It wasn’t until the 2010s that the pendulum swung back to where it is today. Morgan believes part of this is a kickback at the shift of gaming culture, and culture in general, into the digital environment. “Originally [role-playing] was a way to step into a different world. It was a form of escapism. In the 1980s it was seen as being antisocial. Now it’s an excuse to get together with your friends in a way that is social and creative.” 

From about 2005, the “indie movies of the RPG world” began to be published, Steve says. The games are more personal, and take advantage of newer, cheaper means of distribution via the internet. “Because they were fine about targeting smaller audiences they could be more experimental.”

The arrival of Kickstarter in 2009 changed things further. “A bit like having someone with an indie background direct a Marvel superhero film,” as Steve puts it. Games like this include supernatural monster hunting game Monster of the Week, feminist psychological horror Bluebeard's Bride, and Primetime Adventures  - a game about creating a new TV show.

***

If you were in Matamata in October, you may have come across a rag-tag bunch of about 80 gamers and their families. The group descended upon the small Waikato town clutching stuffed toy dragons for two days of role-playing at PazioCon Oz 2017, from as far away as the US, UK and South Africa.

As part of the convention, Glen Irving and Paul Trani - both Pathfinder Society “venture captains” - had organised a night of gaming at The Green Dragon Inn at the Lord of The Rings set, Hobbiton. It was role-playing heaven, or as Paul describes it, “the acme of my organised play experience to date.” 

US-born Paul, 42, is a pediatrician and he loves role-playing. He first discovered D&D at Scout camp when he was 11, and has played the game pretty much ever since - with the same group of friends through high school, then college and grad school. When he started working, he thought - in error - that he’d have to stop playing.  

“It took me close to 10 years to shake that notion, and by the time I did that, D&D 4th edition had been surpassed by Pathfinder to be the RPG of choice for sword and sorcery fans.” (A fifth edition of D&D came out in 2014, and the game’s popularity, which had waned to near obscurity, was reignited).

When Paul moved to New Zealand in 2013 he started up the South Island’s only Pathfinder “lodge”. 

“I love gaming. I love people coming together to slay dragons … RPGs help shy people be the fierce warrior they want to be, help isolated kids find a war party to go hunting with, and help everyone figure out how to do mental math really quickly. 

“It’s an amazing game, and done correctly, can be something that brings the disabled into a group playing next to absolute strangers - I’ve been lucky enough to witness that.”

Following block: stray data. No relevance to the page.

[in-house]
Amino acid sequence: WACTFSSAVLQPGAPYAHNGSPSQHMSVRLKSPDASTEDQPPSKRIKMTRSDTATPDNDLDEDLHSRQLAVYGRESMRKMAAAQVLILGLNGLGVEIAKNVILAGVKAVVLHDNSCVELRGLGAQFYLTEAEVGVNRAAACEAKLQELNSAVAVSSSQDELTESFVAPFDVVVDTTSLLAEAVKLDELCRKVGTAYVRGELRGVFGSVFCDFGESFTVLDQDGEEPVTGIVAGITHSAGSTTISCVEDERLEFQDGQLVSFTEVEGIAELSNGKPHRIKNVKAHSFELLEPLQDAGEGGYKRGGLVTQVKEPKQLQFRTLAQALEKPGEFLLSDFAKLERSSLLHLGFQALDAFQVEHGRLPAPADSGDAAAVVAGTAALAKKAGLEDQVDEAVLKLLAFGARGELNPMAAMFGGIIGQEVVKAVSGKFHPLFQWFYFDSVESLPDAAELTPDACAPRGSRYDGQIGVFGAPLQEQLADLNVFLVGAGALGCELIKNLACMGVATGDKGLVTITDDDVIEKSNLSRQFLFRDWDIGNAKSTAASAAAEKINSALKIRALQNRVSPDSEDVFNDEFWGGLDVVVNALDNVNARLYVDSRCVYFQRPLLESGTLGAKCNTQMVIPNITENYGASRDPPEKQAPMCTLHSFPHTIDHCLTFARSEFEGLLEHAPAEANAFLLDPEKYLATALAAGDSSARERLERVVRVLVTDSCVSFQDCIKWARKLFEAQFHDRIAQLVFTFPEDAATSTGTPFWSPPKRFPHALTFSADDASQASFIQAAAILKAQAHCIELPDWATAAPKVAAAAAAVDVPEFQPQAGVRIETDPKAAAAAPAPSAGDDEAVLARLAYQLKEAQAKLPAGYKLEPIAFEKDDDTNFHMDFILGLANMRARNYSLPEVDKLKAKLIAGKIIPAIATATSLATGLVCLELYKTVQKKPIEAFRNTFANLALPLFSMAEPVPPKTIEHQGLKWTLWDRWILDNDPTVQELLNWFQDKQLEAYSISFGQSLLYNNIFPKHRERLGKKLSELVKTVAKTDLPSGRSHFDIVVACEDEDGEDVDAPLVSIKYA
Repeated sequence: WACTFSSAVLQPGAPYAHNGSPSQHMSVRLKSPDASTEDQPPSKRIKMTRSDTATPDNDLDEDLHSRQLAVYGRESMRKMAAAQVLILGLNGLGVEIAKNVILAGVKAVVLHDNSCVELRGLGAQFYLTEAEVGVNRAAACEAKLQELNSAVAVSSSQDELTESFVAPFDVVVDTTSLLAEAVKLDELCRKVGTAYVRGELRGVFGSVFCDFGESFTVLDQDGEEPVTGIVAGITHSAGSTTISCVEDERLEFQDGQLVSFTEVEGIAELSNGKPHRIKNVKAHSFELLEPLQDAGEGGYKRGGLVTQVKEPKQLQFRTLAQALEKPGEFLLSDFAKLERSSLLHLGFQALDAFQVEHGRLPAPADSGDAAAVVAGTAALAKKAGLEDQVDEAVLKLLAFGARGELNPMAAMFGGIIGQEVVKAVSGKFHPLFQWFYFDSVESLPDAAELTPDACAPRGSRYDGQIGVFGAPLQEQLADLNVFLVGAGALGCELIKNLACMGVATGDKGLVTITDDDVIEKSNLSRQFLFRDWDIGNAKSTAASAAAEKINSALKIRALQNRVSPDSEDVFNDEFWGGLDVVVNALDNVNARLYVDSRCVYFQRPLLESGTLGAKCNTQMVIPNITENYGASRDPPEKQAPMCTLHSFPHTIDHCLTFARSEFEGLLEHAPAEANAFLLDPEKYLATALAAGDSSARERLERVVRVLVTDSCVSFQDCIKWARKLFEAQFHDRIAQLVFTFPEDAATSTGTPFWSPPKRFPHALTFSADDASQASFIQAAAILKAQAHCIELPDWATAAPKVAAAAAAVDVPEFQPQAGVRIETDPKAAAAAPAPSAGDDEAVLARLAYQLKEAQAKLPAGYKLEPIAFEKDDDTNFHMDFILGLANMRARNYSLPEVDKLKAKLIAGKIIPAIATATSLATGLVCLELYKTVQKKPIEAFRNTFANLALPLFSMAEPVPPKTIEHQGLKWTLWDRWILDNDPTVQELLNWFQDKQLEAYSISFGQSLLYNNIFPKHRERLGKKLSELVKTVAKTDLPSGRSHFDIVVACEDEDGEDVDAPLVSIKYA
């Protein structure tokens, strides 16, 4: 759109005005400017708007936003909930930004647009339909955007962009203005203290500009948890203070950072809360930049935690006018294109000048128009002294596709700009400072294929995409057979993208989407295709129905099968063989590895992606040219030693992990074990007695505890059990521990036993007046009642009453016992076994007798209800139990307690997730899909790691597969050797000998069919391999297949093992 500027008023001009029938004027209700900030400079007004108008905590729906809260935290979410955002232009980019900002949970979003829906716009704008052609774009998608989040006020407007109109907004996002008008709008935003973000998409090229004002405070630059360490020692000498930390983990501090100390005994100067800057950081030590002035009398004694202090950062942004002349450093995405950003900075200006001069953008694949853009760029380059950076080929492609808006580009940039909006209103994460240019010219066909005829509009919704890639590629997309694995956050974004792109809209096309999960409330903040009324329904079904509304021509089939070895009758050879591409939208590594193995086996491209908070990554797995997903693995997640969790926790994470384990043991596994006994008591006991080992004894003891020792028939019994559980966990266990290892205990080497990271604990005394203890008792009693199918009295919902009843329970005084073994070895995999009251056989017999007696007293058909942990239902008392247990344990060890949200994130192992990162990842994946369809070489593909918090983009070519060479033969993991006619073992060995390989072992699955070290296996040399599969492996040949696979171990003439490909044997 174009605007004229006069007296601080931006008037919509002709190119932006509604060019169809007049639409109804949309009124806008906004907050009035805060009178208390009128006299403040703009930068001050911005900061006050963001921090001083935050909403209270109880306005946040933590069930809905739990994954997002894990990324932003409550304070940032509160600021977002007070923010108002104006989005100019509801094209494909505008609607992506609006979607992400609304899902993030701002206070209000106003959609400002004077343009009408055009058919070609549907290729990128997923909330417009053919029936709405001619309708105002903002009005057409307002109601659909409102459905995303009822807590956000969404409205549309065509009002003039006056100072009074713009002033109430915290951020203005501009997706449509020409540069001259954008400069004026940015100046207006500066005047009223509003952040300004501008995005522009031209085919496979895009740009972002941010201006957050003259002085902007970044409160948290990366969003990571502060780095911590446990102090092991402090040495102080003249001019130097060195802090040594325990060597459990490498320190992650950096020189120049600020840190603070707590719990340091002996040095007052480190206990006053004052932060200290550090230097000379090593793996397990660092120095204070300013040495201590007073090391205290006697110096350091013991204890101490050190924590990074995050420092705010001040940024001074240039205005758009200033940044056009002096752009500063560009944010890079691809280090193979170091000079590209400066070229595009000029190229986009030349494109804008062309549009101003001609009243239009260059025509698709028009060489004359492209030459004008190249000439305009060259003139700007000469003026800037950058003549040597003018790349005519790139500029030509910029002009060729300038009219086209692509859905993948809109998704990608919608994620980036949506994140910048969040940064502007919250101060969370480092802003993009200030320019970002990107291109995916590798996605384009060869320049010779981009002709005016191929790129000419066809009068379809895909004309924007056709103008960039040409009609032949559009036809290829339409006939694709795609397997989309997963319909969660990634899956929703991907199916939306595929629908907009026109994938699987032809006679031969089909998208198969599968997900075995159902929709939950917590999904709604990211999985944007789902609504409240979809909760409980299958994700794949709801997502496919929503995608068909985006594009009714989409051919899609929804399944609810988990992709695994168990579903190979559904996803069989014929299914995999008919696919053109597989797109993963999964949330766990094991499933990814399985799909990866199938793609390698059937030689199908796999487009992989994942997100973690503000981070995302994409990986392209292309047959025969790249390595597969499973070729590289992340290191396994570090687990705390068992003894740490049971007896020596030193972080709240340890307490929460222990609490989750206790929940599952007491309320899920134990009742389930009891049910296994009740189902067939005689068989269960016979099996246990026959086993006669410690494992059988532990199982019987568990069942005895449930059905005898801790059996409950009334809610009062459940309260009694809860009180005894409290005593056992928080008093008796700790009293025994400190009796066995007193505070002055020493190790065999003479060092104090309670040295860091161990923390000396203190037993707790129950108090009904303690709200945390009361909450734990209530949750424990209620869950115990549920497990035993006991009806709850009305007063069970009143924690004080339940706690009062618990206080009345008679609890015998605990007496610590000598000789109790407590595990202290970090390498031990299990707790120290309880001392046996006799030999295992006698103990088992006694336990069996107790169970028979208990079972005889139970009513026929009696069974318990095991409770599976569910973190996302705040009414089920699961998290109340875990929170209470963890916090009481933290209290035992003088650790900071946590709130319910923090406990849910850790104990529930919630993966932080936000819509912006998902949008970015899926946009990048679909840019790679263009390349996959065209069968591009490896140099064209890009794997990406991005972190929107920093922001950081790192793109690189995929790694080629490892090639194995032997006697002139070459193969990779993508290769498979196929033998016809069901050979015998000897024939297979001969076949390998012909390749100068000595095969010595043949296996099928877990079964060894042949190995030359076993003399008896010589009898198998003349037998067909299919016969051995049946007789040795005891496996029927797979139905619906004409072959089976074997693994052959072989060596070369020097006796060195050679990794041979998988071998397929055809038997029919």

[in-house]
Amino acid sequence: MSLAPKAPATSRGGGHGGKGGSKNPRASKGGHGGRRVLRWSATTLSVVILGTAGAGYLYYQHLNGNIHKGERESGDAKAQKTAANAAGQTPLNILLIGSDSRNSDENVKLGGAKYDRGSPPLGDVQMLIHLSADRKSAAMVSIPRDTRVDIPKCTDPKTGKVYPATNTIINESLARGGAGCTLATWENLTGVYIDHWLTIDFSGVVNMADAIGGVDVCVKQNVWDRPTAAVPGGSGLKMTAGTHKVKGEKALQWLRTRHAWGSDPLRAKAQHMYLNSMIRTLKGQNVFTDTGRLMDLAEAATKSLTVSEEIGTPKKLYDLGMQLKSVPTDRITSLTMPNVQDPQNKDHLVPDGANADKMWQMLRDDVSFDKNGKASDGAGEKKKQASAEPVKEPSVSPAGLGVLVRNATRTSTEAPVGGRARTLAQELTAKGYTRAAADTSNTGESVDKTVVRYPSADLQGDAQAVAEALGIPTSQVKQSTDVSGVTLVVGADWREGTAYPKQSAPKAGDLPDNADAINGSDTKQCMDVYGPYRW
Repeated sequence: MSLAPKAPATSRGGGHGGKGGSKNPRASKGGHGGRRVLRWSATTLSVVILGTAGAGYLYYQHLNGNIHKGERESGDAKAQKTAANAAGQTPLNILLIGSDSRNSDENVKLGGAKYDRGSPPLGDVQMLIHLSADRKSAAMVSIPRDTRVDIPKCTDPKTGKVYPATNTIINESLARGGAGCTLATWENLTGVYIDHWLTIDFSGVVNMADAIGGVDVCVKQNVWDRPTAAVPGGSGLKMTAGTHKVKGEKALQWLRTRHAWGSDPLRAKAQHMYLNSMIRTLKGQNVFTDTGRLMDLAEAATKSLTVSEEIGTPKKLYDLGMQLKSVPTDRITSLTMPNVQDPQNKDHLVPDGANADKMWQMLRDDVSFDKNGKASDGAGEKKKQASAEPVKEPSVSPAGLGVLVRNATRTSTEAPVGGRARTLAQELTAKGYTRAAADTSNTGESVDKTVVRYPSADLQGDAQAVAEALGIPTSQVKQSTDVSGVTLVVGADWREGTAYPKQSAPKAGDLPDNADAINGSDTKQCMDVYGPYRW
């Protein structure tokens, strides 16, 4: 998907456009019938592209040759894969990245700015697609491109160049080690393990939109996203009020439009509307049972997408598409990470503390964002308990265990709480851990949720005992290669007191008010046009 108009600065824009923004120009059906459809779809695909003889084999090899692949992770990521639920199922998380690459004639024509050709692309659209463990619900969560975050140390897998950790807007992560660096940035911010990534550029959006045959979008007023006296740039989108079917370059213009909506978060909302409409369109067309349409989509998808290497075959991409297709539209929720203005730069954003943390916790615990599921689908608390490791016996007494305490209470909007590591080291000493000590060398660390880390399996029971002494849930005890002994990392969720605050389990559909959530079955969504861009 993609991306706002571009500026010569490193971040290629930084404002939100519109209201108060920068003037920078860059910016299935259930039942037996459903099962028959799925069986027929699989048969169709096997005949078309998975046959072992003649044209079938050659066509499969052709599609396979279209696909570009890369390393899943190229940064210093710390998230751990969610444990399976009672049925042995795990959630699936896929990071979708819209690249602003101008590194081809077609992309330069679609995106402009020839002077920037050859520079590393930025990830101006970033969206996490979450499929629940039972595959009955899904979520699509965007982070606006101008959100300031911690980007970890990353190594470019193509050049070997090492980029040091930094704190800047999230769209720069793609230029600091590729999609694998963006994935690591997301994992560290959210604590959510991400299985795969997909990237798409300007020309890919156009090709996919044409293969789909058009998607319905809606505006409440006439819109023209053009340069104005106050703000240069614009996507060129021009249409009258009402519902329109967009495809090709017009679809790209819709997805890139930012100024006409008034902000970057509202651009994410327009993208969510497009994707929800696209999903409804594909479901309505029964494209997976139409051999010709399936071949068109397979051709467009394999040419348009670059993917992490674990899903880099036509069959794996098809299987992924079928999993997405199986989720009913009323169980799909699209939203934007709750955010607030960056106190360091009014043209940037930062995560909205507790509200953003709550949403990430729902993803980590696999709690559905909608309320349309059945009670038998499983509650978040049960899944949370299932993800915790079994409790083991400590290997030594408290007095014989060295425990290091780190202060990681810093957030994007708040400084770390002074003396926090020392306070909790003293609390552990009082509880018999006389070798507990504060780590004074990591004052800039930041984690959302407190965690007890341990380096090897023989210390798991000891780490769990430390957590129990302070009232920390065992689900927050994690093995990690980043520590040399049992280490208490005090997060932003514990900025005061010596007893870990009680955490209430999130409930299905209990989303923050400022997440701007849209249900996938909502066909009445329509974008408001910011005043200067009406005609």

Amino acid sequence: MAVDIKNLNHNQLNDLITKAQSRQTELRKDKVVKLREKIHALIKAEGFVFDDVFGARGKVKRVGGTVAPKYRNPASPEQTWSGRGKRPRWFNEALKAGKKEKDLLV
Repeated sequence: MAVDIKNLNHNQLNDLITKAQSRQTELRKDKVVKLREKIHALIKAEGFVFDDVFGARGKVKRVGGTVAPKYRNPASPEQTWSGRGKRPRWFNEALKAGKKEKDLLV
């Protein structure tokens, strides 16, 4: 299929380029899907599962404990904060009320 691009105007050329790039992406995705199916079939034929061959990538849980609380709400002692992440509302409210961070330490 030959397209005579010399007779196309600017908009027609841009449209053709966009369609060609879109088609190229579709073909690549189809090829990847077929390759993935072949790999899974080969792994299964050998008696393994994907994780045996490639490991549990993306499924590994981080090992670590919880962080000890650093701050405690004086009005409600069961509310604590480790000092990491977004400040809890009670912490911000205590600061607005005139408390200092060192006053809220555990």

***

The gamemaster at work

After battling several aberrations in the sewers beneath Korvosa (an otyugh, two darkmantles, a giant centipede, some kind of ooze monster and an aggressive mushroom) we successfully collect our gold, and Sascha Antif-Arah’s locket. 

Keith, Clive and Glenn have been incredibly welcoming, helpful and tolerant of my constant questions about basically everything [as has everybody else I have spoken to for this story. Two interviewees have even sent me follow up emails with extra details]. 

My character Crowe has successfully Hulk-smashed his way into my heart, and I return home with a bag full of weirdly shaped dice, a new appreciation of my greasy flatmates and their gaming nights, and every intention to become a full-blown RPG nerd. 



Join the discussion »

“I'm 38 and began playing RPGs at age eight; they led to my interest in fantasy literature and thus my career as a lecturer and literary critic. I was pleased to see the hobby being taken seriously and was enjoying your article until the final word.
To be very clear, RPGs do not turn people into social outcasts. Nerds are not as nerds do, they are as they are treated. The reputations of RPGs and their players stem from non-players who have heard that RPG players are nerds and thus spurn the games - generally with rather less understanding of what they are afraid of than you have demonstrated here - and unthinkingly perpetuate behaviour that would probably be described as abuse if they were prompted by any other personality trait. I have actual physical scars - small ones, I admit - inflicted by people subscribing to the idea that RPG players were nerds; it was thanks to other such people that I learned, aged eleven, what human semen smelled like. None of that was the fault of Gary Gygax. It was entirely the result of those carelessly subscribing to idea that my hobby disqualified me from civil treatment by society at large. This whole 'nerd' business is the root cause of that.
I stuck to my guns, and as I say, my interest in these games has led to a fantastic career. I still believe, however, that we as a society really have to get over the fun of using a sixty-year-old cultural slur. The ongoing currency of that word will, I assure you, have been making life difficult for someone in the last school year. That kid isn't a nerd. He's a roleplayer. He should be proud.” — Joe Young


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Susan Strongman is an Auckland-based journalist at The Wireless. She is interested in social issues, human rights and people, but likes to spend her spare time with her cats.